Coca-Cola seeks approval to use plant sterols in juice, FSANZ invites public comment

Posted by Daniel Palmer on 17th December 2008

Food Standards Australia New Zealand (FSANZ) – an independent government agency responsible for setting food regulations – today invited public comment on a request to approve the use of phytosterols, derived from vegetable oils, in fruit juice and fruit juice drinks.

Phytosterols (also known as plant sterols) are classified as a ‘novel food’ for food regulation purposes, which means that they are not a traditional part of the Australian and New Zealand diet and they have not been used before in fruit juice or fruit juice drinks. They have been introduced to a number of food products in recent years due to reports of their ability to reduce cholesterol absorption.

To date, FSANZ has approved the use of phytosterol ingredients in edible oil spreads (i.e. margarines), breakfast cereals, low-fat milk and low-fat yoghurt to reduce the absorption of cholesterol from food. Novel foods must undergo a pre-market safety evaluation by FSANZ before they can be approved for sale.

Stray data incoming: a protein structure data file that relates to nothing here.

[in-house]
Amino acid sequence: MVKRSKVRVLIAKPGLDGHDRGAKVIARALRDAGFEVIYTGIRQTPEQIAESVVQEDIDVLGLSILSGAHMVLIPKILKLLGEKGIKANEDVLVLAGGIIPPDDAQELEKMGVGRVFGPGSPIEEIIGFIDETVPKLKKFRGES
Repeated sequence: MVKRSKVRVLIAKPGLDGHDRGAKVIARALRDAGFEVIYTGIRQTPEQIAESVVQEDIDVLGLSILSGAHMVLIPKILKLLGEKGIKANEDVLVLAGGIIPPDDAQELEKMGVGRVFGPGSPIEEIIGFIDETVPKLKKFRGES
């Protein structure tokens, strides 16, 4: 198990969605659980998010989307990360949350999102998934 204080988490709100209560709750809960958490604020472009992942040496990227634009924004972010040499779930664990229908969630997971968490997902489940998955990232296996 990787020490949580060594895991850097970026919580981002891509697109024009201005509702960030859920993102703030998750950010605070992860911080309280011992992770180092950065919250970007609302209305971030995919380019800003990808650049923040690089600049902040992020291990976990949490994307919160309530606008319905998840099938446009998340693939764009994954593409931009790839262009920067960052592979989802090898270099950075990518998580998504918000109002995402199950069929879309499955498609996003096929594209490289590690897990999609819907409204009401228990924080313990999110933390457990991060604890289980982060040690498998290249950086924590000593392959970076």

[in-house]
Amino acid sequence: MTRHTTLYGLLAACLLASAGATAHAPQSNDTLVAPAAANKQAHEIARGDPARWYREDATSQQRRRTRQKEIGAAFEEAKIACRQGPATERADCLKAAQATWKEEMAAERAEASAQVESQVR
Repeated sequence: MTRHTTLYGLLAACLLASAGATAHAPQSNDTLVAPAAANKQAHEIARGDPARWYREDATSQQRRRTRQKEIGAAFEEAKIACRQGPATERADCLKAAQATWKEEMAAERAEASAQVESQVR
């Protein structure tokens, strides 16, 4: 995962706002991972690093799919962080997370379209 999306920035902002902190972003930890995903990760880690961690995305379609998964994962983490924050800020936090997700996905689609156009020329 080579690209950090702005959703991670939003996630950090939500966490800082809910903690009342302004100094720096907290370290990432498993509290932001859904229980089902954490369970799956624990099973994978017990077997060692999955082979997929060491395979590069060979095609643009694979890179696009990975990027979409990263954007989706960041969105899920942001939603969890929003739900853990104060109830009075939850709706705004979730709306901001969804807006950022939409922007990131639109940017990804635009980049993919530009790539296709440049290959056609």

(Application A604 – Initial Assessment) Phytosterols in fruit juice and fruit juice drinks

Coca-Cola South Pacific Pty Ltd is seeking approval from FSANZ for the use of phytosterols derived from vegetable oils as a novel food ingredient in fruit juice and fruit juice drinks (minimum 20% juice) to a maximum level of 4.5 grams per litre. The products will be specifically marketed to adult consumers, generally over the age of 40, with concerns about their blood cholesterol level.

At this stage, FSANZ invites comments from industry, public health professionals, government agencies and consumers on the use of currently available phytosterol-enriched foods, the possible effect of fruit juice on consumption targeted consumers, and other matters identified in a report published on the FSANZ website.

Details of an initial assessment report can be found on

Submissions close on 11 February 2009.